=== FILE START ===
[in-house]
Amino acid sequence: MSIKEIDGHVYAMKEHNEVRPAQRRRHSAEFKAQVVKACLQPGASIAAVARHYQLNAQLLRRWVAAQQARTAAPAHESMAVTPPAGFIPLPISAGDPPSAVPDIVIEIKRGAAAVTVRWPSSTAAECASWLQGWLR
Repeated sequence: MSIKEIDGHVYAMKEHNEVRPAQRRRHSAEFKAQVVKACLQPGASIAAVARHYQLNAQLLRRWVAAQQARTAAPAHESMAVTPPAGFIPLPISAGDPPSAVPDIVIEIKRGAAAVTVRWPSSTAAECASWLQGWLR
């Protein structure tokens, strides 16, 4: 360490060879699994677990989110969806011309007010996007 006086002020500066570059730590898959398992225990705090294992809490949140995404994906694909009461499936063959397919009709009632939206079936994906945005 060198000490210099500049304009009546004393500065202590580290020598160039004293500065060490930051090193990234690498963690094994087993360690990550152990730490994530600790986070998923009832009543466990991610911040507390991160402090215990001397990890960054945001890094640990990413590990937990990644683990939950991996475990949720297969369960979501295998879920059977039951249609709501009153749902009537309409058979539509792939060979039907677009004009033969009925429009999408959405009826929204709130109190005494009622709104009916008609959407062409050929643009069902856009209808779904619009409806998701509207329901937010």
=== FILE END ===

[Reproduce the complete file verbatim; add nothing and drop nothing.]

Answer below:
[in-house]
Amino acid sequence: MSIKEIDGHVYAMKEHNEVRPAQRRRHSAEFKAQVVKACLQPGASIAAVARHYQLNAQLLRRWVAAQQARTAAPAHESMAVTPPAGFIPLPISAGDPPSAVPDIVIEIKRGAAAVTVRWPSSTAAECASWLQGWLR
Repeated sequence: MSIKEIDGHVYAMKEHNEVRPAQRRRHSAEFKAQVVKACLQPGASIAAVARHYQLNAQLLRRWVAAQQARTAAPAHESMAVTPPAGFIPLPISAGDPPSAVPDIVIEIKRGAAAVTVRWPSSTAAECASWLQGWLR
């Protein structure tokens, strides 16, 4: 360490060879699994677990989110969806011309007010996007 006086002020500066570059730590898959398992225990705090294992809490949140995404994906694909009461499936063959397919009709009632939206079936994906945005 060198000490210099500049304009009546004393500065202590580290020598160039004293500065060490930051090193990234690498963690094994087993360690990550152990730490994530600790986070998923009832009543466990991610911040507390991160402090215990001397990890960054945001890094640990990413590990937990990644683990939950991996475990949720297969369960979501295998879920059977039951249609709501009153749902009537309409058979539509792939060979039907677009004009033969009925429009999408959405009826929204709130109190005494009622709104009916008609959407062409050929643009069902856009209808779904619009409806998701509207329901937010």